Skip to main content
It looks like you're using Internet Explorer 11 or older. This website works best with modern browsers such as the latest versions of Chrome, Firefox, Safari, and Edge. If you continue with this browser, you may see unexpected results.

Citing Sources: When to Cite

When You Don't Need to Cite

When do you not have to include citations?

Check out the When You Don't Need to Cite page!

A note about copyright

Information that is in the public domain (no longer under copyright) and available freely on the web must still be cited.

 For more information see:

When you need to cite

  1. When you include any ideas, quotations, diagrams, images, video, or audio in your work that are not your own.

  2. When you present specific information, such as statistics.

  3. When you include any information that is not generally agreed upon by scholars or is considered controversial.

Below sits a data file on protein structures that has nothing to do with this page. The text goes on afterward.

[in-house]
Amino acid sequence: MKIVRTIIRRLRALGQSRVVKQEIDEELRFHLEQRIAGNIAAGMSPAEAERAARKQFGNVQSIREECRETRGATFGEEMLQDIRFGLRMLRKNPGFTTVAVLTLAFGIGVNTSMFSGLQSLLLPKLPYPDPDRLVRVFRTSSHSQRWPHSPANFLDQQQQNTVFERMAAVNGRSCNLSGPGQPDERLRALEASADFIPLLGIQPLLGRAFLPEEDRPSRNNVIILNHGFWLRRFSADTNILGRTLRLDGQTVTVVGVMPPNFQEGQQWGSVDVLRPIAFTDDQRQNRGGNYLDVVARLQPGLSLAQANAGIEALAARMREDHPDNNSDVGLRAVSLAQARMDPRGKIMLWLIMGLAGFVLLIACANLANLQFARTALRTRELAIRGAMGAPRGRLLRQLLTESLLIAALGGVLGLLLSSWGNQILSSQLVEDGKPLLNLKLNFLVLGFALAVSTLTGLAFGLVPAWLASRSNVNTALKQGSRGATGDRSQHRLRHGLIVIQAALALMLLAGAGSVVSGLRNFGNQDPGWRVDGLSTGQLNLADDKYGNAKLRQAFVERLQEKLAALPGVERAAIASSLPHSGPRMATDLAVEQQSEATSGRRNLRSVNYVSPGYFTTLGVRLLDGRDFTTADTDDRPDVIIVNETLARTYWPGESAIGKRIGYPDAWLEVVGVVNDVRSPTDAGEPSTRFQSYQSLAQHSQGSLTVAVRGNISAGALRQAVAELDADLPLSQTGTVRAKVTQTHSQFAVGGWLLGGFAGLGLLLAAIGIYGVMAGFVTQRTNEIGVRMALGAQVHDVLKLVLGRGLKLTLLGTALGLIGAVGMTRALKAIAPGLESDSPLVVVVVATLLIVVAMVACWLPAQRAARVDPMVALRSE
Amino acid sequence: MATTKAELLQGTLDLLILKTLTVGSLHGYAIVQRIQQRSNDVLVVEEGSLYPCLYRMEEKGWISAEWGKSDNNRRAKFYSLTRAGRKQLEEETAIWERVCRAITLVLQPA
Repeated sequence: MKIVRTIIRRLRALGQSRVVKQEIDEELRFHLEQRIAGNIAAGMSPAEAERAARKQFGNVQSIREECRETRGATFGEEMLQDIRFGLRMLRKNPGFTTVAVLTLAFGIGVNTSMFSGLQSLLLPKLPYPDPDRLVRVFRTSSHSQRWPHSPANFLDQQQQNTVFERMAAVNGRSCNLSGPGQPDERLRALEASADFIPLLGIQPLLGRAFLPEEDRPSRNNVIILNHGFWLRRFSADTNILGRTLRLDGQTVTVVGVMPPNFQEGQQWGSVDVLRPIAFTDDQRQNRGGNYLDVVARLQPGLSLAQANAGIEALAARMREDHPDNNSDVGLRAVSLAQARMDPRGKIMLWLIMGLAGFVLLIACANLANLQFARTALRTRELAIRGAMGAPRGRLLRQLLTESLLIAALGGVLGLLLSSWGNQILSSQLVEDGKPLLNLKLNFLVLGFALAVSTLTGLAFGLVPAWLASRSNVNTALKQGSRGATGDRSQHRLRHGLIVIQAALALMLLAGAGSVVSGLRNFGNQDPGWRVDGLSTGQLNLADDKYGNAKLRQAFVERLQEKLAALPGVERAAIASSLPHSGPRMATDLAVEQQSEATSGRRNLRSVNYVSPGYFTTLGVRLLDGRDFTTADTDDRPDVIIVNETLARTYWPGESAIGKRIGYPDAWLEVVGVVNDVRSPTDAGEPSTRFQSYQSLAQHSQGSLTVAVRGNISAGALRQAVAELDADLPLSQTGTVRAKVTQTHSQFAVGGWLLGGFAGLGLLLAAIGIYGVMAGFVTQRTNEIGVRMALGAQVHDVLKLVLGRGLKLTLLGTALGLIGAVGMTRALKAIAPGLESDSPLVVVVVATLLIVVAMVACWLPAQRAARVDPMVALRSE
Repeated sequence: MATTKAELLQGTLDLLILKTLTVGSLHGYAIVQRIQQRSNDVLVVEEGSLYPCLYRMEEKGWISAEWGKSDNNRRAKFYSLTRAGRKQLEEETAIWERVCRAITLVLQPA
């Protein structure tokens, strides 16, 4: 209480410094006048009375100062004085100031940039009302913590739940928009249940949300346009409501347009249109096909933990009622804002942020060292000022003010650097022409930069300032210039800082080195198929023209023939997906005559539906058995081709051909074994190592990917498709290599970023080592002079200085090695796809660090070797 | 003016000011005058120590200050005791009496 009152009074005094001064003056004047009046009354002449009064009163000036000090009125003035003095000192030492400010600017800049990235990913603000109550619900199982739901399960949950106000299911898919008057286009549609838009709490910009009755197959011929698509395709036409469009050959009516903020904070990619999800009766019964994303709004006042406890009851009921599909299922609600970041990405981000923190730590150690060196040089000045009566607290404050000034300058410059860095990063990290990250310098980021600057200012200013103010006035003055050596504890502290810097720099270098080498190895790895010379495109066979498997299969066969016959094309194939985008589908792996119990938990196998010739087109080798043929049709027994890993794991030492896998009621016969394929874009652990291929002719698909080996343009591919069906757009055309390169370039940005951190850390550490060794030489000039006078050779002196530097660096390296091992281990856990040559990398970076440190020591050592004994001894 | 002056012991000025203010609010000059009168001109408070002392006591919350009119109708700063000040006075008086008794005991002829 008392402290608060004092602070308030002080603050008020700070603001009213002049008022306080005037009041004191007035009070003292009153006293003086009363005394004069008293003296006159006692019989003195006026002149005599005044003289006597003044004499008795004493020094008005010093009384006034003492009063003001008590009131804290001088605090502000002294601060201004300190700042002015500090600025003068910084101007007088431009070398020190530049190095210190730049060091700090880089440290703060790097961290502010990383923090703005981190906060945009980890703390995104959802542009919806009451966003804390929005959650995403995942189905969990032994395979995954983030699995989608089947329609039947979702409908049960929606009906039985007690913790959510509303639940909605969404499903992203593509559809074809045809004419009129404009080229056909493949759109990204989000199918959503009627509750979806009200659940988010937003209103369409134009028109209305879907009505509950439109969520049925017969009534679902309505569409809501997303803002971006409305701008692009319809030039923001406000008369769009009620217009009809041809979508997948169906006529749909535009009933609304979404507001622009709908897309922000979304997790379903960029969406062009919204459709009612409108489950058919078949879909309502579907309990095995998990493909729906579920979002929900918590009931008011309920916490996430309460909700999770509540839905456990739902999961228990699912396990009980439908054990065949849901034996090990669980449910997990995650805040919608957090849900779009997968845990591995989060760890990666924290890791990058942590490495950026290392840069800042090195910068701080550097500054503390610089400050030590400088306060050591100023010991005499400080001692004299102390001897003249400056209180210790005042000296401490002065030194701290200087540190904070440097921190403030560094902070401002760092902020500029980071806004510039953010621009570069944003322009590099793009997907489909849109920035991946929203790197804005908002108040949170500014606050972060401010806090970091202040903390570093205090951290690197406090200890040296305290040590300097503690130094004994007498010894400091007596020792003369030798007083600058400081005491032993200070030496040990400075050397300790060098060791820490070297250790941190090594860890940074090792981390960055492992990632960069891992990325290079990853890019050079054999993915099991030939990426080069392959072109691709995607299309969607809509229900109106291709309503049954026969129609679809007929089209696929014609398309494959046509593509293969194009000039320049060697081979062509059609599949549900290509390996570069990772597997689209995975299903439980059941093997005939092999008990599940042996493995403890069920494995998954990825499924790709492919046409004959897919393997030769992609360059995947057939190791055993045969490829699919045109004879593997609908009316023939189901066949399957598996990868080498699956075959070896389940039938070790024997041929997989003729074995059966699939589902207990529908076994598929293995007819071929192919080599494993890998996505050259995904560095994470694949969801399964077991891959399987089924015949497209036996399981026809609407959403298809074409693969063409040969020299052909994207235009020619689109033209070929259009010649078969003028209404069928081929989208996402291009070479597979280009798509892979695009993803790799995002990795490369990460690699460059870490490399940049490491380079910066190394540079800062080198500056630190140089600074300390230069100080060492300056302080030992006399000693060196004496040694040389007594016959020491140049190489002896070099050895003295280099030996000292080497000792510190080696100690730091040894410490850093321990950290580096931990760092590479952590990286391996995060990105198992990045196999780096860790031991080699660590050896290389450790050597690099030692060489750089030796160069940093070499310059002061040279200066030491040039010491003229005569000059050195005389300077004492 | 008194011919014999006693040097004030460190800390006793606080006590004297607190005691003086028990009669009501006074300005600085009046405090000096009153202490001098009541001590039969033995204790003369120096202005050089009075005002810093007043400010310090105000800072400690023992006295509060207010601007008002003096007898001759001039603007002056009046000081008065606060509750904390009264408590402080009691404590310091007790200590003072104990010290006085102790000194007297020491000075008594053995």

Why cite?

  1. To give proper credit to the ideas you have referenced.

    Scholarly research always involves building on the ideas of other researchers.  Citations are a way to show appreciation for the time and effort of fellow researchers. 

  2. To make your sources easily identifiable.

    Other scholars may want to use some of the same sources you did, or check your sources to make certain your research is well-founded.  Proper citation style will ensure that your sources can be easily identified. 

For more information on why and when to cite, see:

Citation management

Zotero logo


Access Zotero                 Zotero Guide

Questions? Need help? Ask Us
Davidson College Library, Box 7200, 209 Ridge Rd., Davidson, NC 28035-7200
Creative Commons license logo for CC by-sa 4.0
This Davidson College Library Research Guides are licensed under a Creative Commons Attribution-ShareAlike 4.0 International License.
All box-title icons from Entypo pictograms by Daniel Bruce —